1917 Cole production included four different models all equipped with eight cylinder V-type engines. (1) Model 860 seven passenger Touring Car $1,695.00 (2) Model 861 four passenger Tuxedo Roadster $1,695.00 (3) Model 862 seven passenger Toursedan $2,295.00 and (4) Model 863 four passenger Tourcoupe $2,295.00. See all four 1917 production models below.
All 1917 Cole automobiles used the new water cooled Northway V-8 engine. This was the same engine used by GM in their Cadillac automobiles. The engine had a 3 1/2 inch bore and 4 1/2 inch stroke, lubrication was force feed to all bearings, cast in fours, arranged in a V type (90 degrees) and had a N.A.C.C. rating of 39.2 horsepower. A cone clutch was used to transfer power to a selective sliding gear transmission with three speeds forward and one reverse. Final drive was by a shaft and floating rear axle.
Model’s 860 & 861 were painted Norland green with cream wheels, while Model’s 862 & 863 were painted American flag blue. Specifications included 127 inch wheelbase, 56 inch tread or gauge, wood wheels, 35 inch x 4 1/2 inch anti-skid tires, electric starting system and six volt electric lighting system. In addition to the above specification the price included top, top hood, windshield, speedometer, ammeter, tire pump, electric horn and demountable rims.
The 1917 Cole Eight four door Toursedan was advertised as “A Fitting Finale To Closed Car Achievement”. The Toursedan was an open Touring Car, a divided Touring Car, a Family Sedan, a Towncar Limousine, or a Berline Limousine as the occasion or weather demands. All parts need to convert the Toursedan from a closed car to an open car could be stored away out of sight.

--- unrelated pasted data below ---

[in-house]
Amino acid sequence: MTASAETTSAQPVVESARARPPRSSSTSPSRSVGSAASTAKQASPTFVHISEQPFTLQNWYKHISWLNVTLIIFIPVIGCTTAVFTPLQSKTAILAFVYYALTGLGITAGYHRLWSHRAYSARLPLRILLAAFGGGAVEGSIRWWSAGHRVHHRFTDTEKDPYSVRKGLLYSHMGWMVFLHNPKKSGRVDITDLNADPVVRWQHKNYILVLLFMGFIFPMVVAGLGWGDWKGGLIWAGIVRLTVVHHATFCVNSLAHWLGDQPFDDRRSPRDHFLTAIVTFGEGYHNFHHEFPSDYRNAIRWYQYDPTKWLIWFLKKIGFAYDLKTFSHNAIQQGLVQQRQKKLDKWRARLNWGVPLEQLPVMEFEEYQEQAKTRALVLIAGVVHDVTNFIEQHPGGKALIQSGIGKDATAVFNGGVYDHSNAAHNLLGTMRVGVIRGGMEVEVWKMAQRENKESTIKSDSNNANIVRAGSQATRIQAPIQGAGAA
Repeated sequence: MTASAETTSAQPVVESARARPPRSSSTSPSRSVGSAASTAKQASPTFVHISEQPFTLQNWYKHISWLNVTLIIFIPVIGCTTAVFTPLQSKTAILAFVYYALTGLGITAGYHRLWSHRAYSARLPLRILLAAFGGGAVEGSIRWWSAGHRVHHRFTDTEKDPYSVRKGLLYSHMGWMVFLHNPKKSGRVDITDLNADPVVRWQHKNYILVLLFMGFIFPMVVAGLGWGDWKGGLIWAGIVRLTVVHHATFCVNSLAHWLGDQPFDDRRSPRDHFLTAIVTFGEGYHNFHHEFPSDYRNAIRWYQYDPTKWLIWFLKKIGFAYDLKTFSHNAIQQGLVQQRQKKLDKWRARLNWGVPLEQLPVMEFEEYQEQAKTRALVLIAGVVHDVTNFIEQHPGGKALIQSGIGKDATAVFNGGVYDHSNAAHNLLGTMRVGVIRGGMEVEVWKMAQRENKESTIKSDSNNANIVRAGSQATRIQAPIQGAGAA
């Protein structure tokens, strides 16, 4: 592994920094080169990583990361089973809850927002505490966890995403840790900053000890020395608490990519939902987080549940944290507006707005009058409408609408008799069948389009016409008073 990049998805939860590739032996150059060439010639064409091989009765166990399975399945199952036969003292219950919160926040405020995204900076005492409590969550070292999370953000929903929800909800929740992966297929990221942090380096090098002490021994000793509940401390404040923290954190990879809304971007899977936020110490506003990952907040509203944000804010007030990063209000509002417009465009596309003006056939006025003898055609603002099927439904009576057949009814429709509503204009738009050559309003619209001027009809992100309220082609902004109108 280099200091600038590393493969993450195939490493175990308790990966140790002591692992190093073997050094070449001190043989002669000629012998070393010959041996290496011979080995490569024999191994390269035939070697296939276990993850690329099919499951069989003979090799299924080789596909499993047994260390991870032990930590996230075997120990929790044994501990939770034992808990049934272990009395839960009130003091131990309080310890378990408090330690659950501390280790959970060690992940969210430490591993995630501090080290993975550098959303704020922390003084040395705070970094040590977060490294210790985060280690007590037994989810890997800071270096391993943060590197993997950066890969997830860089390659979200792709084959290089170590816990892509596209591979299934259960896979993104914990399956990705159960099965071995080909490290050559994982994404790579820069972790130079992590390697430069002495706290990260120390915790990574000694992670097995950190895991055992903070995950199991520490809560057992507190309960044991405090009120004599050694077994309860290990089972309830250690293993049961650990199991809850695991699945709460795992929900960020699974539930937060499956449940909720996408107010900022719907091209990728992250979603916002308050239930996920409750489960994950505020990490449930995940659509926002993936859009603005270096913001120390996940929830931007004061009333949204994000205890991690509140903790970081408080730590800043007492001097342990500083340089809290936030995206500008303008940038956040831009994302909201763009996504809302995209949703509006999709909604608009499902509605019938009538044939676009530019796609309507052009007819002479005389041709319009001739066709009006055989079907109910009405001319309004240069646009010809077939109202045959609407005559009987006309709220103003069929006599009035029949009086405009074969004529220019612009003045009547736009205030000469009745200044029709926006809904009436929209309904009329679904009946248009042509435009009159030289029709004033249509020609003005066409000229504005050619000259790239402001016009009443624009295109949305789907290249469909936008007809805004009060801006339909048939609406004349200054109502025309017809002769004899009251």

A new measure for power replaced the antiquated N.A.C.C. rating. The Cole V-8 came in rated at 70-80 brake horsepower and stayed there until Cole car production ceased. The above 1917 Cole eight advertisement claimed 70 horsepower. Also note that the Tourcoupe and Toursedan bodies were made in Springfield, MA.
By 1918 the total production of the Cole Motor Car Company was twice that of any other year in the company’s history. The Cole 870, 871 and 872 was a sensation at the 1918 Auto shows. A Touring Car, Sportster and Roadster were produced with the same specifications as the 1917 Cole models. New body colors for 1918 were Cole deep blue with running gear black on the Model 971 and dust-proof gray on the models 871 and 872.